Because of the wide spread of diabetes, population health is an efficient approach to this national problem. The first step is identifying at-risk individuals. Though diabetes cannot be reversed once it has developed, prediabetes can reduce the risk of developing Type 2 diabetes if the appropriate preventive measures are taken. Early intervention is critical. One way to accomplish this goal of treating patients earlier is through the establishment of a database that uses data analytics to identify individuals who show risk factors, such as high blood pressure or triglyceride levels.
Among the lifestyle changes that patients should make to avoid diabetes, the most significant are weight management, physical activity and proper nutrition. According to Sharon Watts, DNP, FNP-BC, CDE, and Jino Y. Howard, MSN, FNP-BC, BC-ADM, CDE, CPT, in an article published in The American Journal of Nursing, at-risk patients may be able to delay the onset of the disease — or even prevent it entirely — simply by making changes to their diet and activity level. Additionally, the Obesity Society reported that studies have shown that weight loss of 5–10 percent can delay or prevent the onset of diabetes in high-risk adults.
As diet is also important in preventing — and managing — diabetes, classes about nutrition and healthy cooking in schools and community centers are prime opportunities to proactively engage with large numbers of at-risk people in a single setting.
Physical conditions are not the only concerns that can be treated by population health. Mental health is another area that is now being viewed through this lens. The medical world is increasingly recognizing that mental health and physical well-being are closely related and that patients benefit from integrating the two. Including behavioral health strategies in population approaches is important for addressing specific mental health challenges and some physical ailments, as well.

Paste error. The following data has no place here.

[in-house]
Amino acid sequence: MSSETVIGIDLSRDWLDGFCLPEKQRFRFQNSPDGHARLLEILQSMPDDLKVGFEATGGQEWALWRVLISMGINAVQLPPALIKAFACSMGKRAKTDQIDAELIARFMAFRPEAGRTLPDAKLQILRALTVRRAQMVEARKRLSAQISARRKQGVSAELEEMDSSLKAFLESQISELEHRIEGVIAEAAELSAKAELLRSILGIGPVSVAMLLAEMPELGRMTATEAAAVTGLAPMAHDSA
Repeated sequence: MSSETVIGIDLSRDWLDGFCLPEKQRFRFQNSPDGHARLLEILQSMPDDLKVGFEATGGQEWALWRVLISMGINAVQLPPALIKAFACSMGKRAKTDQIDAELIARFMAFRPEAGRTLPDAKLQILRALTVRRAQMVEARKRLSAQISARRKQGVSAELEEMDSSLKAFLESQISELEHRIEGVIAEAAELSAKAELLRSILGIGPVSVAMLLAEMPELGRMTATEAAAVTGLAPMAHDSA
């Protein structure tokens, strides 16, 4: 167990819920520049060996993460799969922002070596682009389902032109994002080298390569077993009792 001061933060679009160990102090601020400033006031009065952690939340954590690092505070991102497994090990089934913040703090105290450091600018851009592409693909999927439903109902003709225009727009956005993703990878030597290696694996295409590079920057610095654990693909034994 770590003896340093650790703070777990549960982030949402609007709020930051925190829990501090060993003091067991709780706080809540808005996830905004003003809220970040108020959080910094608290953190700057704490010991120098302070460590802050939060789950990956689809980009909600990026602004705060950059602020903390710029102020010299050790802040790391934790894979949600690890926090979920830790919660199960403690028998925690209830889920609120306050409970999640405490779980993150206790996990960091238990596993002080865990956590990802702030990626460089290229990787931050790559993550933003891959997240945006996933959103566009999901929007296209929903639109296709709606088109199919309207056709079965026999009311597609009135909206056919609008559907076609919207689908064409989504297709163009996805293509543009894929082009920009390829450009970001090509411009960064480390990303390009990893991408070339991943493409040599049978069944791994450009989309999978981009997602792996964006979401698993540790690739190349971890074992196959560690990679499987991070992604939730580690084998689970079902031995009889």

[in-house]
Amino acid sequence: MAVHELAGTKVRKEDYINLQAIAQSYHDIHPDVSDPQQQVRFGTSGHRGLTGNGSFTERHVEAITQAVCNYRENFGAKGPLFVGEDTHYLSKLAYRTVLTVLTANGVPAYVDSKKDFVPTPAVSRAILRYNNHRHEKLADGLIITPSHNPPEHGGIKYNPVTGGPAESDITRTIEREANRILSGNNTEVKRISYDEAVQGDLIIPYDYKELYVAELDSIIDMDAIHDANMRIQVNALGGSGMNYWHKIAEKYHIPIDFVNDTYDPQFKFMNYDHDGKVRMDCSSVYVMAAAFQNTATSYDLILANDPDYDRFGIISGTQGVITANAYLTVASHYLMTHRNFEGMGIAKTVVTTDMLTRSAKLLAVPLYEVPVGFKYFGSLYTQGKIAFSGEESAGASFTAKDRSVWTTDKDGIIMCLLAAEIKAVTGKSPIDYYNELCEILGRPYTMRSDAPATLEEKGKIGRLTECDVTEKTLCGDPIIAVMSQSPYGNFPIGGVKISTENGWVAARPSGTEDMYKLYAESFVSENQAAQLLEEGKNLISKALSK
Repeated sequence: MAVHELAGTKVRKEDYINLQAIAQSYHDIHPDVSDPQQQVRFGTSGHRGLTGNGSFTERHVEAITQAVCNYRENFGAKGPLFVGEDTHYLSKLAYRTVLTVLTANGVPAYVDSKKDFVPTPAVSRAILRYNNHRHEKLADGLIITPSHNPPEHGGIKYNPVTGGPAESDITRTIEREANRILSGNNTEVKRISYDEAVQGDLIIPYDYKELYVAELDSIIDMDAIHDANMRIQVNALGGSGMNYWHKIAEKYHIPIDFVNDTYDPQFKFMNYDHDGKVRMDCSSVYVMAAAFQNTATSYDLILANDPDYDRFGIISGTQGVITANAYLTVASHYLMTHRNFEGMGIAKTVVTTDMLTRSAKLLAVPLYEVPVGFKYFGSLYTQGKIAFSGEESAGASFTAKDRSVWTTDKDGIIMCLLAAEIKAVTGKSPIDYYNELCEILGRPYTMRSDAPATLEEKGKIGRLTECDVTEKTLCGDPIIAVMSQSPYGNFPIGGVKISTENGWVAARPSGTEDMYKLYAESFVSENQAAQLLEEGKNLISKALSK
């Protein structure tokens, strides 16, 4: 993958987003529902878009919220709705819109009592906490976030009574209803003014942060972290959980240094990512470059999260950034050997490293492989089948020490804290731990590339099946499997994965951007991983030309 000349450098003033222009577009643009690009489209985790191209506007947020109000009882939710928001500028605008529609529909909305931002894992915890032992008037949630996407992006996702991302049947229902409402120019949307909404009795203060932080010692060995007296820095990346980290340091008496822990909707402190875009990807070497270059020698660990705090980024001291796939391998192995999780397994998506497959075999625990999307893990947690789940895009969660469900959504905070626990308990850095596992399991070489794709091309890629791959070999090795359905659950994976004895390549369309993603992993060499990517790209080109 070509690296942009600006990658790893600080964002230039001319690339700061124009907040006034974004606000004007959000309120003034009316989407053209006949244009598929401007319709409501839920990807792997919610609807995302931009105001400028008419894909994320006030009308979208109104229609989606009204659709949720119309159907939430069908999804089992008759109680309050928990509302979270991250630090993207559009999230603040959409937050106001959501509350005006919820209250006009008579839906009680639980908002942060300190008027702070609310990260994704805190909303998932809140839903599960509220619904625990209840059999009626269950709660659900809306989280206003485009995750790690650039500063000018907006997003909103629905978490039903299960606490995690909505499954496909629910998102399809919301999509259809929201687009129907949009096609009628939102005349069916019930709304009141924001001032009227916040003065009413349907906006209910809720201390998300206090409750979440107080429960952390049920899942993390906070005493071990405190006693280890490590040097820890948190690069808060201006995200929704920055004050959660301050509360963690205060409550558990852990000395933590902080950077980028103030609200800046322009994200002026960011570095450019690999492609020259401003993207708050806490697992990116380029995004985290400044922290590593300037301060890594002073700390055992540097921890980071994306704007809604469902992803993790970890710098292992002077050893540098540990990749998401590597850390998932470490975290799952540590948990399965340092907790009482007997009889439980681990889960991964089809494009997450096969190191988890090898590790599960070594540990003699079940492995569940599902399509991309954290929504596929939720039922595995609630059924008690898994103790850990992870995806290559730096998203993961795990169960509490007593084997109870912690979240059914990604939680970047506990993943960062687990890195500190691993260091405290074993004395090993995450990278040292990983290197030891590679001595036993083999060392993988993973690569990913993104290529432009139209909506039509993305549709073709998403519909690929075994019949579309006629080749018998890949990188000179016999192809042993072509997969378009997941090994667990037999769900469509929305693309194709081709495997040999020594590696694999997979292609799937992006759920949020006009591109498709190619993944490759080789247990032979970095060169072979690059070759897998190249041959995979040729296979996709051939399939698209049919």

“I think behavioral health needs to be a foundational core strategy for any population health program for an integrated delivery system,” Dr. Lee Hammerling, chief medical officer of ProMedica, a Toledo, Ohio-based health system, told Health Leaders Media. “Without it, you will never be as successful as you need to be. Behavioral health is pervasive and impacts so many conditions, like diabetes, cancer and congestive heart failure, and the increase in [emergency department] use and admissions can be as high as 60 percent.”
According to Partners Healthcare, nearly 25 percent of American adults live with an undiagnosed mental health disorder. Nurses and other health care professionals should be familiar with the behavioral health programs in the community that they can refer patients to and look for ways to partner with these groups when possible.
For the benefits of population health strategies such as these to be as effective as possible, organizations need nurses with higher degrees who are willing to take the lead.
If you are interested in playing a nursing leadership role in your community, consider enrolling in Bradley University’s online Doctor of Nursing Practice degree program. Through the leadership track, you will complete courses on topics such as health promotion in populations, data management and health care policy that will help you shape the way your organization treats patients at both the individual and population levels.